The charismatic and familiar Monarch Butterfly serves as a “flagship species” for pollinator conservation – and a new report from the Transportation Research Board examines how transportation industry stakeholders can evaluate whether certain roadway corridors provide suitable habitats to aid in their preservation.

That report – NCHRP Research Report 942 Pre-Pub: Evaluating the Suitability of Roadway Corridors for Use by Monarch Butterflies – examines the potential for roadway corridors to provide habitat for monarch butterflies and provides tools for roadside managers to optimize potential habitat for monarch butterflies in their road rights-of-way.

This NCHRP report follows on the heels of a “historic agreement” finalized between the U.S. Fish and Wildlife Service and the University of Illinois-Chicago on April 8 that encourages transportation and energy firms to voluntarily participate in Monarch Butterfly conservation by providing and maintaining habitat on potentially millions of acres of rights-of-way corridors on both public and private lands.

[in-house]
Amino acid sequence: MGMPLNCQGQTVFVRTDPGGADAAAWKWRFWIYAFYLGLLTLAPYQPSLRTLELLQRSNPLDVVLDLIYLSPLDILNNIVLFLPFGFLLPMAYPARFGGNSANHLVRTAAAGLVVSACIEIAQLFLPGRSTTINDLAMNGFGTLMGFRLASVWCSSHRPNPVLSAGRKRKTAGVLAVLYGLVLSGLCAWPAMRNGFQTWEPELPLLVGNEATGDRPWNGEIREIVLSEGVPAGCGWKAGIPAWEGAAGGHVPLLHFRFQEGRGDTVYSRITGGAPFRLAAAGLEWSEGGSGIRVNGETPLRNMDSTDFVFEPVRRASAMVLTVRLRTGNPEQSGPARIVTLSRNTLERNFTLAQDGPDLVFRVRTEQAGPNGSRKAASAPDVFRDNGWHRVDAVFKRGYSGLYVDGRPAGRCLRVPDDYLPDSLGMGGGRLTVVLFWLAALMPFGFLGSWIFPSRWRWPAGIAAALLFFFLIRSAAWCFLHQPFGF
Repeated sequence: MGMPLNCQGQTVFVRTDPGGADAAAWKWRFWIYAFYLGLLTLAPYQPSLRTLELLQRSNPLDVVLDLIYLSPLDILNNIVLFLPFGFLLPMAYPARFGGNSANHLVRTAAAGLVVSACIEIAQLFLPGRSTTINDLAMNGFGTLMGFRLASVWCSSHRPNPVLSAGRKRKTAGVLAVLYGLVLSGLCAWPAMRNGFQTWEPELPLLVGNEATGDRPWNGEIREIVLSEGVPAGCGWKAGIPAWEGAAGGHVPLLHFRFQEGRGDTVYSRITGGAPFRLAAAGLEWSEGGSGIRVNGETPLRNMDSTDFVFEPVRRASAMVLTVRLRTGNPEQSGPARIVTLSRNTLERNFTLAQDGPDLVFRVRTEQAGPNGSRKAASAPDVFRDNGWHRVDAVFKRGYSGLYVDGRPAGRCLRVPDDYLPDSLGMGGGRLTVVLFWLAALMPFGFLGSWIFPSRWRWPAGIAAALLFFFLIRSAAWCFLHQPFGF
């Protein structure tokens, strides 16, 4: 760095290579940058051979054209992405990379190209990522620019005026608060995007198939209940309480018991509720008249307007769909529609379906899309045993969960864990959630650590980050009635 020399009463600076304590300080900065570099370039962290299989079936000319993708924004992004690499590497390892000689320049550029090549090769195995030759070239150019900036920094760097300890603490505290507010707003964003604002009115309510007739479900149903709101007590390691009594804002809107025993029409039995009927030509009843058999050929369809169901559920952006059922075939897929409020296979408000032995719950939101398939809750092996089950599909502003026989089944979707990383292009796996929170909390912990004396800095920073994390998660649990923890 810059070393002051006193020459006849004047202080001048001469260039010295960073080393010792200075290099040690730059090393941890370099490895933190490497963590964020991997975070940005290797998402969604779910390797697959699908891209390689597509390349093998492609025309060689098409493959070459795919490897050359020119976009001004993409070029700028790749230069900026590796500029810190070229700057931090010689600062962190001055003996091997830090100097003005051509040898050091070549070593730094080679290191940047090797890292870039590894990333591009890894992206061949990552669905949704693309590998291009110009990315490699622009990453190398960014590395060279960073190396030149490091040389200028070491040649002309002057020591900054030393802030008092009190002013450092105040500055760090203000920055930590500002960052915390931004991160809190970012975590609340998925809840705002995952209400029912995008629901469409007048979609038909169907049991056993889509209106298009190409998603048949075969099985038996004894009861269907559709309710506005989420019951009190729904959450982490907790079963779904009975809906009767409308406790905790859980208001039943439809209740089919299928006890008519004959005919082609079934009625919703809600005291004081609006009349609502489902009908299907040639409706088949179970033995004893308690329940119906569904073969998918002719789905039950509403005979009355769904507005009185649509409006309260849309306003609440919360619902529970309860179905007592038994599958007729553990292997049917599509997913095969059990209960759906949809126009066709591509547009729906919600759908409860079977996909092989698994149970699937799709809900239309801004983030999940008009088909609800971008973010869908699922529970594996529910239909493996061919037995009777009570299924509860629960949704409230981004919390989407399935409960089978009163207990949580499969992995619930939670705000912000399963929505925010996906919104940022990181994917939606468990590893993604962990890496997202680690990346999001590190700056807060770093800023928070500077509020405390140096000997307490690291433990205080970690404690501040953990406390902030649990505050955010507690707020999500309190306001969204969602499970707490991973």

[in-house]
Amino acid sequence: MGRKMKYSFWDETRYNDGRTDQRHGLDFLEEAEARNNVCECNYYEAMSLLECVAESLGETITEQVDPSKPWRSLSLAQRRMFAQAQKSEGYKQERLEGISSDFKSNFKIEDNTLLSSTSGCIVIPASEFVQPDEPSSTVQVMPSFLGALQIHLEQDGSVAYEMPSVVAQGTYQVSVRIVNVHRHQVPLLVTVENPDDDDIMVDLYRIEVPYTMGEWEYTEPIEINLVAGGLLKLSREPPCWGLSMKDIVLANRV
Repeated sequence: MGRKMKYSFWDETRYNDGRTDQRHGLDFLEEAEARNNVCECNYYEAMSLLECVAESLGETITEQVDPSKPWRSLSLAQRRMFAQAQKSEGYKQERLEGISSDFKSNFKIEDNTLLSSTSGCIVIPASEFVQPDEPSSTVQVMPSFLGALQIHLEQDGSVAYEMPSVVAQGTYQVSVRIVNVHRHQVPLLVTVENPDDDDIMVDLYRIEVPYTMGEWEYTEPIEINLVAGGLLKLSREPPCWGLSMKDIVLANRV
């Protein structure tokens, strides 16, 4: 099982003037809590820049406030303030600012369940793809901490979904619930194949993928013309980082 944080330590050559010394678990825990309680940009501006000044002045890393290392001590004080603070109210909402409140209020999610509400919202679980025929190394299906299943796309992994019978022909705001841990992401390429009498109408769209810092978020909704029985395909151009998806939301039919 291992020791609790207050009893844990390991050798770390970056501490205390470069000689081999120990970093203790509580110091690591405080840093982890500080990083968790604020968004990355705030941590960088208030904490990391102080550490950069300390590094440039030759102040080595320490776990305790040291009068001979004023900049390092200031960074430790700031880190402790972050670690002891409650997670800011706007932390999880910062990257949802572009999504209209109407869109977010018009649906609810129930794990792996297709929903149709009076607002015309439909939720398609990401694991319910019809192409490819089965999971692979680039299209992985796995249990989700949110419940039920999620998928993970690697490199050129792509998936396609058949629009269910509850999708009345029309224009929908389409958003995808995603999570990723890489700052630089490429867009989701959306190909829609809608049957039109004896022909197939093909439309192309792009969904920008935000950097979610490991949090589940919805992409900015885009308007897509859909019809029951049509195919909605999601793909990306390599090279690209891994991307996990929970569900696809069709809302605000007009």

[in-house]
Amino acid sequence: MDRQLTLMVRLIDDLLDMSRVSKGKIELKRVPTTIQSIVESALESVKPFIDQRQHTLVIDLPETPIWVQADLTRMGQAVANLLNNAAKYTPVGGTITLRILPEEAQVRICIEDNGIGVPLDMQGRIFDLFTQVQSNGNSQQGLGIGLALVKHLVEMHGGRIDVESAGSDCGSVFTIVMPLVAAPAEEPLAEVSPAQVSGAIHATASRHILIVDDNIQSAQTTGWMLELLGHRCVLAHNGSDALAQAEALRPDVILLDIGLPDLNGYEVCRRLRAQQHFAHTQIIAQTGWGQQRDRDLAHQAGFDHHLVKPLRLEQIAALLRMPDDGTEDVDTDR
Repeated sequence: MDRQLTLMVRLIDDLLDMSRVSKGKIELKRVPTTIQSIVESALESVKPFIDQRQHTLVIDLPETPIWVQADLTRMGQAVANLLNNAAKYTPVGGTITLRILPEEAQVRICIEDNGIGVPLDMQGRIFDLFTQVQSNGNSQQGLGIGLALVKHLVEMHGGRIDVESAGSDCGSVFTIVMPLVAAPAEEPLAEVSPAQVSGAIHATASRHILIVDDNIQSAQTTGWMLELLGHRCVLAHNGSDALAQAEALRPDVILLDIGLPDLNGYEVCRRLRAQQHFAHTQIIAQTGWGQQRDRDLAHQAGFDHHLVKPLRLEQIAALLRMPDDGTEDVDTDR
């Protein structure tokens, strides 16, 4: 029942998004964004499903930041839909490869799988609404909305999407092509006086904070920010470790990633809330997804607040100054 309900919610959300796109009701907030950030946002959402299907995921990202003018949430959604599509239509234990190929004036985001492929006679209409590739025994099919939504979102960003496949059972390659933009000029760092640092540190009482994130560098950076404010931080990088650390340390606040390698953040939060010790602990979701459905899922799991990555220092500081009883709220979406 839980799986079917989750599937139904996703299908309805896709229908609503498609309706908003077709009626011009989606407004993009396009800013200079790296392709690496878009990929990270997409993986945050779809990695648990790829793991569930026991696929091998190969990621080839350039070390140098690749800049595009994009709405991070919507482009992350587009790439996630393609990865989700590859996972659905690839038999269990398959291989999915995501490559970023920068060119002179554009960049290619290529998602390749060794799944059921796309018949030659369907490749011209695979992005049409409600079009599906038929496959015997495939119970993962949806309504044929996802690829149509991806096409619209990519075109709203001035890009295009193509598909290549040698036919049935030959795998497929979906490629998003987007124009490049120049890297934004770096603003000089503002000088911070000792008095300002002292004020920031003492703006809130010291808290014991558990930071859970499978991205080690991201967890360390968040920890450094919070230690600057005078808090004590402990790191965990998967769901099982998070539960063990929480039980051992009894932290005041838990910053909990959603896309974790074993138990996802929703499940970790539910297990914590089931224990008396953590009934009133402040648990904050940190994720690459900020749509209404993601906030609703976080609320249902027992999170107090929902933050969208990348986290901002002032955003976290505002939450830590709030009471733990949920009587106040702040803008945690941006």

The American Association of State Highway and Transportation Officials supported this effort in a two-page letter to the U.S. Department of the Interior on March 12; seeking “expedited approval” of voluntary national CCAAs to further encourage the creation of pollinator habitats in highway rights-of-way – especially the Monarch Butterfly.

“This decision gives state DOTs the ability to meet their highest priority to provide safe roads for the traveling public while simultaneously safeguarding the health of habitat for essential pollinators like the Monarch Butterfly,” noted Jim Tymon, AASHTO’s executive director.